If you picked up the latest issue of Practical Homeschooling, you would find a nice, long article written about classical unschooling by yours truly.
I have heard the argument a dozen times of course that this is not “unschooling,” that it is merely relaxed homeschooling and to that I say I respectfully disagree.
Here’s why: the word “unschooling” was coined by John Holt. And when he used the word “unschooling,” he simply meant “taking kids out of an institutional school setting.” In his 1981 edition of Teach Your Own, he approved this index entry: “Unschooling: see Home Schooling.”
This post about a closer definition of unschooling seems to fit the bill.
Notice he is not talking about radical unschooling which, unfortunately, seems to be what people seem to think of when they think unschooling. It simply means taking kids out of school and giving them as much freedom as possible in the act of learning.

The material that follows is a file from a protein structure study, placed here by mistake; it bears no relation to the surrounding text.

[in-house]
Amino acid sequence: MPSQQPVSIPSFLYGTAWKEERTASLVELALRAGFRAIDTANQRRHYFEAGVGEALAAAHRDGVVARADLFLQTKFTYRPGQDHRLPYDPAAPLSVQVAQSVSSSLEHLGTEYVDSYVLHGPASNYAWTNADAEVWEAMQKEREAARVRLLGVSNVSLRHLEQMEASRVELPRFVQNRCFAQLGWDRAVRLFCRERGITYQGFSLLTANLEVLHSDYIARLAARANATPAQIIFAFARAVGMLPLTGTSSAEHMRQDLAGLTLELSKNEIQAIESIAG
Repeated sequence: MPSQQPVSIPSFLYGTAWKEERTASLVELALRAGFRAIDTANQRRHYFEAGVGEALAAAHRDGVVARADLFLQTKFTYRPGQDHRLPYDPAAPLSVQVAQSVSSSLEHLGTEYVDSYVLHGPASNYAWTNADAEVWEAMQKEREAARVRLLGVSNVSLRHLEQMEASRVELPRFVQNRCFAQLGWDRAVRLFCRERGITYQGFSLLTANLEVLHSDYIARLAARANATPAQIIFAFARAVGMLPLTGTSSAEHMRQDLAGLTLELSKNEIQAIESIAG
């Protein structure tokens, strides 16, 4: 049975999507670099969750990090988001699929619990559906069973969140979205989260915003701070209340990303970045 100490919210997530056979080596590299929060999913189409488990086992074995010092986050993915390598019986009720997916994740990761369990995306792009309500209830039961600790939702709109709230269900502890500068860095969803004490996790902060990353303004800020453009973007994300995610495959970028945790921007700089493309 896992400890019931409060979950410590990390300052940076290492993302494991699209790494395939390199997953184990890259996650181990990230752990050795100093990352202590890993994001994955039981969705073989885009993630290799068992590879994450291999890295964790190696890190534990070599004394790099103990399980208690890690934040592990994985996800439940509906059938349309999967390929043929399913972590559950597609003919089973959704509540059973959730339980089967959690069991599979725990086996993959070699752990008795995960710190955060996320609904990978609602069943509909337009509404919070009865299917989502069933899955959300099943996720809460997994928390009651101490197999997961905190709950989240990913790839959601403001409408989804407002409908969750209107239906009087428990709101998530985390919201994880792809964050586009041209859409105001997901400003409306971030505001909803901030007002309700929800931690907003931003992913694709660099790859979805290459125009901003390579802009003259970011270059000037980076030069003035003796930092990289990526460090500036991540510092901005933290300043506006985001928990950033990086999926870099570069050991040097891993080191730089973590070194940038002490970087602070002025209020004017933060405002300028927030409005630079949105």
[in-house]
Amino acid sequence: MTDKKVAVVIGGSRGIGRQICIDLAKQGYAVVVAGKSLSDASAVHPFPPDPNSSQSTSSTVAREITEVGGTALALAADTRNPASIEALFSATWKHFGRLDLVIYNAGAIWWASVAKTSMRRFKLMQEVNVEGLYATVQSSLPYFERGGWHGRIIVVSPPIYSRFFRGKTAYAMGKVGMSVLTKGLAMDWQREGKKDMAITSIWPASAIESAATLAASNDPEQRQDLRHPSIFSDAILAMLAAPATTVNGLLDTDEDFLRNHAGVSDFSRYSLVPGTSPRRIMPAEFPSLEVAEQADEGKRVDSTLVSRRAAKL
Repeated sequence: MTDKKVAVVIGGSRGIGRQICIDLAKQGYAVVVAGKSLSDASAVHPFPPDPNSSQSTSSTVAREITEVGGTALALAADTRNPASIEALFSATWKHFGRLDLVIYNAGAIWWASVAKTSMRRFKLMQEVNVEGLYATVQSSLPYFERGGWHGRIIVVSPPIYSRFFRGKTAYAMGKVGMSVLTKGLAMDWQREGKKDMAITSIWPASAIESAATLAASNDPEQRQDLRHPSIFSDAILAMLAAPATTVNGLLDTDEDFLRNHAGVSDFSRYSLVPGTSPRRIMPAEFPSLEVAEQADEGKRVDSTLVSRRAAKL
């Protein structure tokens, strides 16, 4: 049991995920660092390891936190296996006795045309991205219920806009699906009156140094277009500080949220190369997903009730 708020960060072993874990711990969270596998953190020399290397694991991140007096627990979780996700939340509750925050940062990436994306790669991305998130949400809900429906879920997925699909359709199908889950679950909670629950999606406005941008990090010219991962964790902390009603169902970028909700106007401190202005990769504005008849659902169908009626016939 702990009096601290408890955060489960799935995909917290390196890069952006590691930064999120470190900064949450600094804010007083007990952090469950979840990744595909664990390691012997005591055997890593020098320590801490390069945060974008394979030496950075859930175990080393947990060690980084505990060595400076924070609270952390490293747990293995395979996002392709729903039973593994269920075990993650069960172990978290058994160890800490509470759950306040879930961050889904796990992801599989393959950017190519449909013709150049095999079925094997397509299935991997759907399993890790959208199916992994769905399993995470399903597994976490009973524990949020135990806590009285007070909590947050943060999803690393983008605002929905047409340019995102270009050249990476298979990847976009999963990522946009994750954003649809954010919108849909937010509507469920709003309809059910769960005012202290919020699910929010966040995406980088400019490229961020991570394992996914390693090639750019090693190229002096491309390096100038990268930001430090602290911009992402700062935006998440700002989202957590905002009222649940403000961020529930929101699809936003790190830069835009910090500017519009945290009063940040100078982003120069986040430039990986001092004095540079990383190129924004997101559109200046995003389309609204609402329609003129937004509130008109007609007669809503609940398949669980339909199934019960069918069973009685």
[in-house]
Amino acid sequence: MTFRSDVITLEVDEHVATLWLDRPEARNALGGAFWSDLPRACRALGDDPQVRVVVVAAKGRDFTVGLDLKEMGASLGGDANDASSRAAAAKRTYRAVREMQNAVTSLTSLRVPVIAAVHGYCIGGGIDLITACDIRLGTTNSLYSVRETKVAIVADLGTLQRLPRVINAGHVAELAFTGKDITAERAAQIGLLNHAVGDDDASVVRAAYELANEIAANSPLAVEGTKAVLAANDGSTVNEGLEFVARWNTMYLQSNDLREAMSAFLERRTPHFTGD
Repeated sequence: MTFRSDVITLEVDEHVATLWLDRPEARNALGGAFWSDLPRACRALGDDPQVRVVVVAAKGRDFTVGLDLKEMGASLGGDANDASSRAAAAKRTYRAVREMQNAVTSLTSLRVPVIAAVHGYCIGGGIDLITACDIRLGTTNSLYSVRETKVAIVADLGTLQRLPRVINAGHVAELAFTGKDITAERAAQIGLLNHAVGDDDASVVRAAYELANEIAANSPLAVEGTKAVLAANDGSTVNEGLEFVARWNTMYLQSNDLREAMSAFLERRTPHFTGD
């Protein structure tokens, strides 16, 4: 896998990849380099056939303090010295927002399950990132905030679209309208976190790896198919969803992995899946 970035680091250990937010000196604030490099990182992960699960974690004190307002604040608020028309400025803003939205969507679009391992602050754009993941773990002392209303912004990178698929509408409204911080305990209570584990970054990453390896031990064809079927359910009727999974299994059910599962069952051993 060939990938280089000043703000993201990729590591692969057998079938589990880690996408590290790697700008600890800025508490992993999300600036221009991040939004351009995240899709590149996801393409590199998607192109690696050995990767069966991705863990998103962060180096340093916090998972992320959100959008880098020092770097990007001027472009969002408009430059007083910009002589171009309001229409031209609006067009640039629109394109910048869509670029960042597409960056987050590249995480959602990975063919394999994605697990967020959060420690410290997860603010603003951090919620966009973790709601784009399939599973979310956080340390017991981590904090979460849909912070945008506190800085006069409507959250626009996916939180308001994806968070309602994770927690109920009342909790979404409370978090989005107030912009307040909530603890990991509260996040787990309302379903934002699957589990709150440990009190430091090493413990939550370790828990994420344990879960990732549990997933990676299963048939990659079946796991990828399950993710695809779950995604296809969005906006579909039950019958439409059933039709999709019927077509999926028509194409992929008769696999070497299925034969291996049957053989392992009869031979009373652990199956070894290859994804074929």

By John Holt’s definition of unschooling, we are unschoolers.
And then there’s the classical part. That’s because I love history and I see the beauty in memorization. And because I have one daughter who loves worksheets and a son who loves flashcards. And from what I have observed, they learn best when we take the classical route of the trivium – first grammar, then logic, then rhetoric.
Be sure to sign up for a copy of the book The Classical Unschooler coming this May by entering your email address to the right of this blog post. (It will be free for a limited time!) I’m hard at work on it and I hope by writing it to give you a template of our methodology.
I hate to prescribe a specific way of homeschooling because I bristle against that, but perhaps a look at our day will change yours in a positive way. I don’t like people telling me what to do but I do love a peek into what they show me about their lives so I can make mine better by inspiration.
Oh, and pick up a copy of Practical Homeschooling until then!